In the past week, the potential dynamics have been rapidly changing in the Massachusetts Senate special election, brought on by the appointment of Senator and Boston College Law School 1976 alumnus John Kerry to the position of Secretary of State. Several potential candidates for the Republican nomination have announced their intention not to run in the election scheduled for Tuesday, June 25.
BC Law School 1985 graduate and former Senator Scott Brown announced on Friday, Feb. 1, that he would not seek the chance to regain the position that he had lost in November to Elizabeth Warren. This overturned the general consensus by both sides that Brown would most likely jump at the chance to regain a seat in the Senate. Texting the Boston Herald conservative columnist Howie Carr, Brown said, “U are the first to know,” regarding his decision.
Brown’s decision to forgo another special election run had a noticeable effect on the rest of the potential GOP candidates. Over the weekend, Richard Tisei, a republican, who had narrowly lost his bid to unseat Representative John Tierney (D- 6th district), decided not to run. Telling the Boston Globe that the time was not right, Tisei left the door to future congressional campaigns open.
Former Bay State Governor Bill Weld, who served from 1991 to 1997 and moved back to Massachusetts last fall, declined to enter the race. In a one-sentence statement released by his law firm, Weld put to rest any talk of a return to electoral politics for the time being. The 2010 Republican candidate for governor, Charlie Baker, followed suit, choosing to also remain in the private sector.
On Monday, Feb. 4, the focus turned to former Republican Presidential candidate and one-time Massachusetts’s Governor Mitt Romney’s son, Taggart Romney. At 42 years old, the oldest son of Mitt Romney also passed on a bid the same day as speculation regarding his consideration ramped up. Taggart Romney opted to continue to run his private equity firm and spend time with his family, who resides in Belmont, Massachusetts.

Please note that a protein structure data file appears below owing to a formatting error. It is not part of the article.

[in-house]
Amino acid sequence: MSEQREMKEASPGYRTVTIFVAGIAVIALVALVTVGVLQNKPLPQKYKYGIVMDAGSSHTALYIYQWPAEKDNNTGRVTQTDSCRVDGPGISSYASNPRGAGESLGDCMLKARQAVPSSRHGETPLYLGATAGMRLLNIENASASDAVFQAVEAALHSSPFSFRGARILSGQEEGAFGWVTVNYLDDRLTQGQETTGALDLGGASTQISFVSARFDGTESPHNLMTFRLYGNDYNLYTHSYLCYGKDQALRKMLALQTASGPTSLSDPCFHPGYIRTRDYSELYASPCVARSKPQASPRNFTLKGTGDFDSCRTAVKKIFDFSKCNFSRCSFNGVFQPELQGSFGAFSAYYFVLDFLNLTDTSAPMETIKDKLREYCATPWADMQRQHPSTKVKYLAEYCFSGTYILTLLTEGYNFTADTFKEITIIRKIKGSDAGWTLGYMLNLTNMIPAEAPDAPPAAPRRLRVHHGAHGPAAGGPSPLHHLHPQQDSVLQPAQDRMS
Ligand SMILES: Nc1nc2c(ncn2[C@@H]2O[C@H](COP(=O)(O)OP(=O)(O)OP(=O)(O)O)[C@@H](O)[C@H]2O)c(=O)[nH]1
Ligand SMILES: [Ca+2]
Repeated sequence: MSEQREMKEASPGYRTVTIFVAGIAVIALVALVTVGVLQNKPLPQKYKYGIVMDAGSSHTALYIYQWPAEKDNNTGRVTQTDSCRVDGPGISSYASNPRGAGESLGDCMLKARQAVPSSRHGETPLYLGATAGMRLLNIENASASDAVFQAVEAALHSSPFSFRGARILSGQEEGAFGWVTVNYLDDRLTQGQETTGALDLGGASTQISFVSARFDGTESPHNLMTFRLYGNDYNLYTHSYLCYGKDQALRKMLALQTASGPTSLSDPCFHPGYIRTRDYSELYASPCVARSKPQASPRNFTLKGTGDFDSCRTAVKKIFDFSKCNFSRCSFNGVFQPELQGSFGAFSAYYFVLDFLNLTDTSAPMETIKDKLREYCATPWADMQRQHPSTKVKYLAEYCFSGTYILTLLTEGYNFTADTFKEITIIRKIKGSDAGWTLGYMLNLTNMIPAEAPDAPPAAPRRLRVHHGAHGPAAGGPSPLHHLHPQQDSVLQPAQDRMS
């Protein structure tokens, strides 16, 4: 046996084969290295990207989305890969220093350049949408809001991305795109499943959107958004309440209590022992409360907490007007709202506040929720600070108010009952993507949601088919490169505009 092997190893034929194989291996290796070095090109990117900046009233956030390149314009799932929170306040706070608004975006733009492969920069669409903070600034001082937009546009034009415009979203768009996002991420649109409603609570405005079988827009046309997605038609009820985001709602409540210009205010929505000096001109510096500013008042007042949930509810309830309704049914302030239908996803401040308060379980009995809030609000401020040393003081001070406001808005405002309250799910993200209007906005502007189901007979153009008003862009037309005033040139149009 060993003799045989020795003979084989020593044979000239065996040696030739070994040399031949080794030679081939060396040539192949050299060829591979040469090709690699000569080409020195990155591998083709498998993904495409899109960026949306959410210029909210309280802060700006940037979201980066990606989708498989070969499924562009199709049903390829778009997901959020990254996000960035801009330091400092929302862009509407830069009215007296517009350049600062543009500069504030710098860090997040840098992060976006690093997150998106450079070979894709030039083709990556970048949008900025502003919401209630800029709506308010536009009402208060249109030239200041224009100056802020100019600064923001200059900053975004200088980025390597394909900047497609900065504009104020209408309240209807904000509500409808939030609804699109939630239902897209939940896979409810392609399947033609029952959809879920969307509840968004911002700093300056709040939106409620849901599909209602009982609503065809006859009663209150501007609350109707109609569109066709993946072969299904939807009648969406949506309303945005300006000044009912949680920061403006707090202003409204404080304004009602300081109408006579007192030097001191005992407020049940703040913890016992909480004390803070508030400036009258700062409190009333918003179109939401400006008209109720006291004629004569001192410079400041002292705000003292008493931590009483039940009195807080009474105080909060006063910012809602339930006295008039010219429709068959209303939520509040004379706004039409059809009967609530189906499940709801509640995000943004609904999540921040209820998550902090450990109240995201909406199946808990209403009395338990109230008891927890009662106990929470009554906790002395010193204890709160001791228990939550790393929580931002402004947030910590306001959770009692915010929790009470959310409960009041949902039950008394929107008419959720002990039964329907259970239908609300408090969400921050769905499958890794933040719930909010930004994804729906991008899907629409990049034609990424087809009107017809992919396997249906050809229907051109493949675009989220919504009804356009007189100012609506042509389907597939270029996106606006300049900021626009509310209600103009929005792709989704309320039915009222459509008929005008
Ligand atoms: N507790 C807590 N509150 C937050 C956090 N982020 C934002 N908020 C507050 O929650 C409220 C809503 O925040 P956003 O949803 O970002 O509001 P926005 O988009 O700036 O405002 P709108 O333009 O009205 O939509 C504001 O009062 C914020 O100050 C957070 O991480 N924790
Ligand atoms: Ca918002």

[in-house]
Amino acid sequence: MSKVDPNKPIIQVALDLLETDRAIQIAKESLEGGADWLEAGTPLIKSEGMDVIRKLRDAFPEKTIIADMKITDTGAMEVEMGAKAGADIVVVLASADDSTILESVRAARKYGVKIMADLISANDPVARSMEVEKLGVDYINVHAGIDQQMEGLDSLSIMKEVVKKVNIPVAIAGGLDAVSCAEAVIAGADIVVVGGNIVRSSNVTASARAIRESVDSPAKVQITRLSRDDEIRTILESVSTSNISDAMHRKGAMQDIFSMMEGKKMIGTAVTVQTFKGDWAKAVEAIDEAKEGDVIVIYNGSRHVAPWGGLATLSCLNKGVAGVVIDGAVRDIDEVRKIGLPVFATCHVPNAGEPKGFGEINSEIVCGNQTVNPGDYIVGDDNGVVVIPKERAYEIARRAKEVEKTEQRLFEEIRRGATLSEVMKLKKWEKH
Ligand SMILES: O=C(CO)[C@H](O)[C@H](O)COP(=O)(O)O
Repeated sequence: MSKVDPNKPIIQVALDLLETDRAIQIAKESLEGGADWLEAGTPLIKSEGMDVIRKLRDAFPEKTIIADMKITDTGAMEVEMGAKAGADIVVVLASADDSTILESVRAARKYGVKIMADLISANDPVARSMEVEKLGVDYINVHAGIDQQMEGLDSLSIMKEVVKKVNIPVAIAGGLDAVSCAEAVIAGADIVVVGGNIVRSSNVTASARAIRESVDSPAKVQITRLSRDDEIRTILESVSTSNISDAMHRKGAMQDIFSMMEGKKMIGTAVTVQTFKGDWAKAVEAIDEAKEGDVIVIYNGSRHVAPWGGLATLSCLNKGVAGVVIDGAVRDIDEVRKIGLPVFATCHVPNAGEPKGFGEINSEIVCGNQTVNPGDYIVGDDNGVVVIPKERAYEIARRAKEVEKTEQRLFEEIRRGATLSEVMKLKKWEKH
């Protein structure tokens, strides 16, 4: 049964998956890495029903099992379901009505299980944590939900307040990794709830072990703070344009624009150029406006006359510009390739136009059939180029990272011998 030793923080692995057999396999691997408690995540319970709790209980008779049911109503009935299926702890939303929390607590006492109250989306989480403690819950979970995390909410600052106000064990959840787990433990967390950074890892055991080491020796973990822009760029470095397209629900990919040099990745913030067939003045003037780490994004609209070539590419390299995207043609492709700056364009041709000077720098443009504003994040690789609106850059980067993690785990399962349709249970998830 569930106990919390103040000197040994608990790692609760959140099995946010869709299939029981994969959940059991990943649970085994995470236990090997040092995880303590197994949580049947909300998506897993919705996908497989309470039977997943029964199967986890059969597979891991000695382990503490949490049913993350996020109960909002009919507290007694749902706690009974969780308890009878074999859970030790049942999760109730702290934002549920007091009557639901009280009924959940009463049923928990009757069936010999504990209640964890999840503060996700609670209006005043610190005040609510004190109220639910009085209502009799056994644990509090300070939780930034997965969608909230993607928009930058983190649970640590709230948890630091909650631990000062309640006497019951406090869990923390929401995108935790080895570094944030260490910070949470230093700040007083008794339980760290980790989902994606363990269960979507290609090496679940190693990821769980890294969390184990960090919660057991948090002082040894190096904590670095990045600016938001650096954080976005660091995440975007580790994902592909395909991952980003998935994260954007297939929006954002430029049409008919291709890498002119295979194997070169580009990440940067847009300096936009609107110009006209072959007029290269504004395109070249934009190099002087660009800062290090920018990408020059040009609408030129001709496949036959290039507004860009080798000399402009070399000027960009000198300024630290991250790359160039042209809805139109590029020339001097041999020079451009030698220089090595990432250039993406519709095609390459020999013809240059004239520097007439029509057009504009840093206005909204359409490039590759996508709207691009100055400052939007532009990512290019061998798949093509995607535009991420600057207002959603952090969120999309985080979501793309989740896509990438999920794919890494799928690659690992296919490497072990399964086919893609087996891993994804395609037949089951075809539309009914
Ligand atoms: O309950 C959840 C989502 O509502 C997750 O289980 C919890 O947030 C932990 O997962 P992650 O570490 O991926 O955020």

While there have been no candidates on the Republican side who have confirmed their candidacy, State Representative Daniel B. Winslow of Norfolk held a press conference yesterday, Feb. 5 , announcing his intention to create an exploratory committee. Also a BC Law School 1983 alumnus, Winslow said in part that he was “testing the waters” regarding the special U.S. Senate election. “I'm about 99 percent there, but I need to make sure the Republicans in Massachusetts want me to take that step,’’ he said.
The prospective candidate will have to hurry with a decision, as candidates wishing to run in the Senate primary for either party have only until Feb. 27 to gather the signatures of at least 10,000 confirmed registered voters. With that deadline only three weeks away, a definitive announcement confirming or denying Winslow or any other prospective candidate’s intention is expected within the week.
Whoever eventually declares his or her intention to run will likely face one of two democratic candidates currently in the running: Rep. Ed Markey (D- 5th District) or Rep. Stephen Lynch (D- 8th District). Both have degrees from BC Law School, with Markey also holding an undergraduate degree from BC as well. This, coupled with likely BC alumnus and candidate Rep. Winslow, spells a high chance of BC being well-represented in the U.S. Senate come June.